The chicks are almost 6 weeks old now and working on getting in their adult feathers. It’s a scruffy process. I’m currently growing my hair back out so I can relate.
Also, I am so happy to be back in the business of owning chickens. It feels great to have renewed interest in an old hobby and the boys are loving it too. Our recent conversations are distinctly chicken flavored, if rather gruesome…
Jackson: “Which would you rather fight? A zombie-sized chicken or ten chicken-sized zombies”
Me: “Uh… ten chicken-sized zombies, I guess.”
Jackson: “Why? A zombie-sized chicken would be awesome. Chickens aren’t mean.”
Jonathan: “It could peck your eyes out!”
Me: “Oookay! Look at that beautiful field of wild flowers over there!”
It may seem like a small thing because it’s ridiculously easy to drive to the co-op, pay $17 and walk out with a cardboard box full of day-old cheeping chick. But for me it feels like a huge step in the direction of setting down roots here. I’m now responsible for six living creatures that reside in a large coop I can see from my bedroom window.
It feels rather permanent.
Probably because Caleb doesn’t ever build anything in half-measures, so he designed and built a coop “we can park the RAV on”. This term goes back to his first wood project five years ago and the SUV I drove at the time. His project was a dining room table built out of 2x4s and 2x6s. In other words, heavy duty lumber. I almost threw out my back trying to move it into the house. And when we’d finished moving it in and stepped back to survey the behemoth, he turned to me and said “You can park the RAV on it.”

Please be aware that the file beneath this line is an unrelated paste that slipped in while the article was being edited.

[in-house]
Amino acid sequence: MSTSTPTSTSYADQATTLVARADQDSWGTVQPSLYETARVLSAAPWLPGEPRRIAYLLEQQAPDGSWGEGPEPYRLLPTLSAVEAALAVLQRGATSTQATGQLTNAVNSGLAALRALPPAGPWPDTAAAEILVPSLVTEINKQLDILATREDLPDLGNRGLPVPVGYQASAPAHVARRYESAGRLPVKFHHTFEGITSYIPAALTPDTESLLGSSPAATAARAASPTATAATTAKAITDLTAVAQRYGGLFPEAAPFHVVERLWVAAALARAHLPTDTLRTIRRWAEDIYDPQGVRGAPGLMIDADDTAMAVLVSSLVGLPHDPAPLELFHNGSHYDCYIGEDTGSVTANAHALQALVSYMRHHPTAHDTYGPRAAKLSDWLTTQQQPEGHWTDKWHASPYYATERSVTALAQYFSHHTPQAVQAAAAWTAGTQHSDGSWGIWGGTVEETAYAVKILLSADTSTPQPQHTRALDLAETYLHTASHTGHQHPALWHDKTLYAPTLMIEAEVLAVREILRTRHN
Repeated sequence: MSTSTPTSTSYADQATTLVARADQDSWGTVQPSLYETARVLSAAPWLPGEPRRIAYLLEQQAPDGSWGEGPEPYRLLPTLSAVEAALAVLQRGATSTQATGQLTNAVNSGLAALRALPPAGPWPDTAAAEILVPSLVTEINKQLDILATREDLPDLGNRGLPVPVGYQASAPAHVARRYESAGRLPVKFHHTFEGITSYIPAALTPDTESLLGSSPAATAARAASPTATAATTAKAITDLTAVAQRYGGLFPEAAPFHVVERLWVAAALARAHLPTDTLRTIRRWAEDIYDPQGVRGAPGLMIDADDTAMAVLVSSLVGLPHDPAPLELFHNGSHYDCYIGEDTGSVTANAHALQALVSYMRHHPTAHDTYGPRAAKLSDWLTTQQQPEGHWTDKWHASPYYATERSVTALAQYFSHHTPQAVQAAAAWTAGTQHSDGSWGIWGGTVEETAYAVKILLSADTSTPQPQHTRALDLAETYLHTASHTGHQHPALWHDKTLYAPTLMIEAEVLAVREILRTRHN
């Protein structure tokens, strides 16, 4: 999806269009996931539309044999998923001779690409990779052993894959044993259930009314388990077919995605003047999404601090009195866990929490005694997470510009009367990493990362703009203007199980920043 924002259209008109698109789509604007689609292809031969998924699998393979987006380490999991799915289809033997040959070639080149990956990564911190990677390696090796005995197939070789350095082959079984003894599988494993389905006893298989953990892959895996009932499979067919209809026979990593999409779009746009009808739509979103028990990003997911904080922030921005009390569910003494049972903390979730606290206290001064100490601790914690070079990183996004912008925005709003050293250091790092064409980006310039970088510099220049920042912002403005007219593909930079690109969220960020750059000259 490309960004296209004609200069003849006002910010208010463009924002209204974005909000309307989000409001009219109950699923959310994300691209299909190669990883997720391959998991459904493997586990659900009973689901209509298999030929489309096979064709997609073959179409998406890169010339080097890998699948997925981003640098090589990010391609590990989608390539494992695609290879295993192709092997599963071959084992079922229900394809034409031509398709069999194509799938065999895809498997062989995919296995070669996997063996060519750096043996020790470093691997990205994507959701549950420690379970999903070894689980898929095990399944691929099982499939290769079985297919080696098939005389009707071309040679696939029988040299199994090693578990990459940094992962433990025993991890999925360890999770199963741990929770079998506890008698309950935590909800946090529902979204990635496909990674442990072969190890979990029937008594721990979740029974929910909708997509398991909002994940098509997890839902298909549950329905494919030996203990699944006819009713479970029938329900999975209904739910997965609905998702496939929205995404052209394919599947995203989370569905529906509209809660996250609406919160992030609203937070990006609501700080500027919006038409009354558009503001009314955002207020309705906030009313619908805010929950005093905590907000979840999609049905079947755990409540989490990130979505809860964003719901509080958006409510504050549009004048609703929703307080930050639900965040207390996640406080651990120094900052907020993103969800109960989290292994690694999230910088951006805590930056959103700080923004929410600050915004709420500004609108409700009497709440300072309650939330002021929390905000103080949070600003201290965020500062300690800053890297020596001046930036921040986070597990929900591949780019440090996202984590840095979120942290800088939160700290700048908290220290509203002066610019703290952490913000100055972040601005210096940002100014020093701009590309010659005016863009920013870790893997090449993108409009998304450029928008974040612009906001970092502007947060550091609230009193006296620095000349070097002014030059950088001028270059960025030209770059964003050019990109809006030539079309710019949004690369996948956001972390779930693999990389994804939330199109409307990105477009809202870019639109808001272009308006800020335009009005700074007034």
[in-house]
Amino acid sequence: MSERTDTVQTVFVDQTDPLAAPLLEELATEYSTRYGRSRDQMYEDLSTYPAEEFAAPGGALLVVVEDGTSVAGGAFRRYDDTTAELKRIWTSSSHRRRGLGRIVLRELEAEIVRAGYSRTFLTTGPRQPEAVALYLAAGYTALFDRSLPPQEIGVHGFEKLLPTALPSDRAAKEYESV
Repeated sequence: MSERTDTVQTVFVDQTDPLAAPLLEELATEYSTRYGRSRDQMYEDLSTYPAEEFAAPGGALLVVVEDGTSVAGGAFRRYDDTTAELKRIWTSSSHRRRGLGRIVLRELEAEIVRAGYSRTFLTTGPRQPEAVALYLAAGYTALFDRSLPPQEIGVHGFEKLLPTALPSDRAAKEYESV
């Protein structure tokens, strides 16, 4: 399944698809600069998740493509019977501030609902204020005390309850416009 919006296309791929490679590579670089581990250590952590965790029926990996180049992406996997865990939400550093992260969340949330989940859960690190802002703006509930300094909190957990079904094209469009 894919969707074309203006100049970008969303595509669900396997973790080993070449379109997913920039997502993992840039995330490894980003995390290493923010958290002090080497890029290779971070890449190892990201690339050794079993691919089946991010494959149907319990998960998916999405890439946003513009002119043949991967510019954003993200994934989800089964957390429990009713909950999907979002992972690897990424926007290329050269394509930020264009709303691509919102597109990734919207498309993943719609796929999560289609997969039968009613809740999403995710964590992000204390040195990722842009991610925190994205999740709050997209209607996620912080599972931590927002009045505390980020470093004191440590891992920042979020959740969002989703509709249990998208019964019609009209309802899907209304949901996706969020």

This is our second chicken coop, but our first time building one ourselves. We decided to make a permanent structure, one that will withstand storms and possibly still be around when my grandkids are swimming in the lake. In other words “You can park the RAV on it.”
Our timeline for the coop was a bit skewed. Actually, that’s an understatement. We were so rushed to get the chicks out of the house that we started on the coop before Caleb had even finished designing it. This led to a lot of confusion about the order in which the structure went up. And okay, I don’t think we agreed on a single aspect of how any part of the coop should’ve be done. Not our finest project in terms of cooperation.
When we’d worked through the Spring Break week and still weren’t finished, my family stepped in to help. My mom helped lay pavers, my dad shoveled sand, my brothers showed up on my birthday to help hang hardware cloth. It ended up taking about two weeks to finish out the coop… and then an additional week to finish all the decorative touches. We differ over what these should be called. Caleb says they are “unessential extras” while I call them “necessary elements”.